LINGUIST List 31.2445
Mon Aug 03 2020
Calls: Morphology, Phonology, Typology/Greece
Editor for this issue: Lauren Perkins <laurenlinguistlist.org>
Nina Topintzi <topintzi
Artificial/peripheral structures: What can they tell us E-mail this message to a friend
Full Title: Artificial/peripheral structures: What can they tell us
Date: 31-Aug-2021 - 03-Sep-2021
Location: Athens, Greece
Contact Person: Nina Topintzi
Meeting Email: < click here to access email >
Linguistic Field(s): Morphology; Phonology; Typology
Call Deadline: 30-Sep-2020
Nina Topintzi (topintzi
Giorgos Markopoulos (g.markopoulos
Linguists’ endeavor to model speakers’ internal grammatical knowledge is often hampered by the fact that the very linguistic data they examine may not accurately reflect the underlying structure at hand. At the word level, this may be due to, broadly speaking, extra-grammatical factors (e.g. frequency, pragmatic context, diachrony, language contact,) that exert a specific influence on the surface form of the word and, therefore, “blur” the (morpho)phonological processes taking place.
In order to avoid this kind of opacity, a great body of phonological research has shifted its focus from “conventional” data (i.e. actual words well-established in the lexicon of a language) to newly formed structures that have received little or no extra-grammatical influence and could thus provide better insight into speakers’ grammars. In particular, the research interest has turned either into peripheral novel forms coined by (a group of) speakers, for instance blends (e.g. Piñeros 2004; Schoenfeld, Cohen & Bat-El 2019), language games (e.g. Vaux 2011; Krämer & Vogt 2018) and Pokémon names (e.g. Shih et al. 2018; Kawahara et al. 2018), or into artificial structures that are used as experimental material in order to reveal the speakers’ response to new data, for instance novel formations / nonce words (e.g. Albright & Hayes 2003; Tessier & Becker 2018) and artificial mini-grammars (e.g. Finley 2016; White et al. 2018).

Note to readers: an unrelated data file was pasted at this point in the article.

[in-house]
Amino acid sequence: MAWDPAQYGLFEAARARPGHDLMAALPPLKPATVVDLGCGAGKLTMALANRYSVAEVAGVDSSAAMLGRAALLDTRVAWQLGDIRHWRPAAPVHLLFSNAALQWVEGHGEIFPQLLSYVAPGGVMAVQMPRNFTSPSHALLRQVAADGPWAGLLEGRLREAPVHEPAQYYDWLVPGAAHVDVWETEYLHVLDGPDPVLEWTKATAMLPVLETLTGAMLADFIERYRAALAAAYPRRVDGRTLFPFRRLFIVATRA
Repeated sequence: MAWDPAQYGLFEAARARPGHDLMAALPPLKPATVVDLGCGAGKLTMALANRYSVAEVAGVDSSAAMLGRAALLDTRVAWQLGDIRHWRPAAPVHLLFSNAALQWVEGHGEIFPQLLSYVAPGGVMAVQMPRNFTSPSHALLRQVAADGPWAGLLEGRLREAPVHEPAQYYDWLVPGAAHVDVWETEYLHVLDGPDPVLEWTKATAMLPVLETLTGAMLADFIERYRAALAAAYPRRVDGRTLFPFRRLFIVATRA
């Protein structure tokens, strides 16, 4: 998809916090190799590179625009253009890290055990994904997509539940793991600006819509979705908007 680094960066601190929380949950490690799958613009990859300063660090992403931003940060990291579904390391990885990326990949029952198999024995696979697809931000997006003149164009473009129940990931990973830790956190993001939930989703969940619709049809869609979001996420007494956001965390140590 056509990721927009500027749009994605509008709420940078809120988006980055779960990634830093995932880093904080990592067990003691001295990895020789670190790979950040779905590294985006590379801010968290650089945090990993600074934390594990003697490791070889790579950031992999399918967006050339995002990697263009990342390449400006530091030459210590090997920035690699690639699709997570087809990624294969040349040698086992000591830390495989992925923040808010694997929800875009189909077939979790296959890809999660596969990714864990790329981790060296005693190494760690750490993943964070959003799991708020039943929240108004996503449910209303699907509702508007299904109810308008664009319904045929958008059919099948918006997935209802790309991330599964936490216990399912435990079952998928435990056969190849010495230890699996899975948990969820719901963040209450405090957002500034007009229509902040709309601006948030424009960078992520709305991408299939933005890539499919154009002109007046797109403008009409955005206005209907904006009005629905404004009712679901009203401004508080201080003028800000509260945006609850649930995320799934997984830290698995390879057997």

Call for Papers:
The workshop aims at bringing together scholars working on the (morpho)phonology of different kinds of artificial/peripheral formations. We thus welcome contributions that address (but are not necessarily limited to) the following questions:
1. Why is it important to include artificial/peripheral formations in the study of language and, specifically, in phonological theory?
2. Which artificial/peripheral formations are more promising to shed light on speakers’ internal grammars? Are there any relevant fields that have been not explored thus far?
3. How artificial/peripheral formations help us deepen our understanding of how natural languages work?
We invite abstract submissions for 20-minute oral presentations (plus 5-minute discussion). Abstracts must be anonymous and should not exceed 300 words (including examples, excluding references).
They should be sent as a PDF attachment to the following email addresses: topintzi
enl.auth.gr and g.markopoulos
Note: Provisional acceptance of abstracts will be sent by 30 October, 2020. A proposal for the workshop (including the accepted abstracts) will then be submitted to the organizers of the 54th Annual Meeting of the Societas Linguistica Europaea (SLE 2021) in November. If the proposal is accepted, the workshop will take place during the meeting over 1 or 2 days.
Page Updated: 03-Aug-2020